Thommy Ford Reads

A blog by the staff of the Thomas Ford Memorial Library

Michelangelo: A Life in Six Masterpieces by Miles J. Unger

index.aspxBefore our trip to Florence and Rome this winter, I perused several guidebooks and magazine articles. About a week before our departure, I started Michelangelo: A Life in Six Masterpieces by Miles J. Unger with the intent of finishing before packing. It is a moderately heavy book that I did not want to carry. By trip time, however, I had read only the introduction and the chapters about The Pieta found in St. Peter’s Basilica in Rome and David now at the Accademia in Florence. After the trip, I read chapters about Michelangelo’s work on the Sistine Chapel, the Medici Chapel in the church of San Lorenzo, The Last Judgment, and the dome of St. Peter’s Basilica.

The experience of reading is shaped by both the author and the reader. With Michelangelo: A Life in Six Masterpieces, the author contributes a well-written story balancing the details of the sculptor’s life with accounts of his masterpieces and his times. This is quite enough to insure a good reading experience for anyone with a general knowledge of history and art. Still, in the wake of the trip, my experiences helped the story jump higher from the page.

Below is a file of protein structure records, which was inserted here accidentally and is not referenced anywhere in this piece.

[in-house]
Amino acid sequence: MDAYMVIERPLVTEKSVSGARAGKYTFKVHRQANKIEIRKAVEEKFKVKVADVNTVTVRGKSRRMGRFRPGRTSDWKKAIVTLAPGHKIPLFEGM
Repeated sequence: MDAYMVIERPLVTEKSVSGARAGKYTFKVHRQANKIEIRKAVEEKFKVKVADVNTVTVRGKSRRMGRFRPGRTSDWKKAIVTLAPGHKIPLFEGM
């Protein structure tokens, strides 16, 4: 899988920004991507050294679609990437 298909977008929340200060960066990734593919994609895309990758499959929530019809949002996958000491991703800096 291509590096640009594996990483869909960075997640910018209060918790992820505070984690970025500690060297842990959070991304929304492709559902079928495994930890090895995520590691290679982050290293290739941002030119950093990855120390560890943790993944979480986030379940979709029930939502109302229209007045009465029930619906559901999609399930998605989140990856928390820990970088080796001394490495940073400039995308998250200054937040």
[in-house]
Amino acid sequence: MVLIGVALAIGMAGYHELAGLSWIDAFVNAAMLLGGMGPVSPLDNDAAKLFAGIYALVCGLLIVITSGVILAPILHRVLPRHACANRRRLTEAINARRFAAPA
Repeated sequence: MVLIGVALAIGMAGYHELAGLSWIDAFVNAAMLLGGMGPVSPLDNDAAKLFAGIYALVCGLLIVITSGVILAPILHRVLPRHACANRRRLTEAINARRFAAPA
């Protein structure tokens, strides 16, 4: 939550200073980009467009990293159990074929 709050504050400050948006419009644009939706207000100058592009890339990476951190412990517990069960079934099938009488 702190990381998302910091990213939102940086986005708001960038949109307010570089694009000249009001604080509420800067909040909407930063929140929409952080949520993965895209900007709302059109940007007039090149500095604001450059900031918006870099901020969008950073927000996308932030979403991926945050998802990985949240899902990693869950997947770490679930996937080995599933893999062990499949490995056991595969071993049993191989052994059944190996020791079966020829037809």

Don’t be fooled by the subtitle into thinking the book is a narrowly focused biography. Unger addresses many aspects of Michelangelo’s personality and the events of his times, and because he is a central character in the story in the Italian Renaissance, having worked in both Florence and Rome, having served and survived many popes as well as his Medici sponsors, his sculptor’s story is a good introduction to the period. – Review by Rick

Leave a Reply

Fill in your details below or click an icon to log in:

WordPress.com Logo

You are commenting using your WordPress.com account. Log Out / Change )

Twitter picture

You are commenting using your Twitter account. Log Out / Change )

Facebook photo

You are commenting using your Facebook account. Log Out / Change )

Google+ photo

You are commenting using your Google+ account. Log Out / Change )

Connecting to %s

Information

This entry was posted on April 22, 2015 by in Biography, Book Review, History, Non-Fiction.
%d bloggers like this: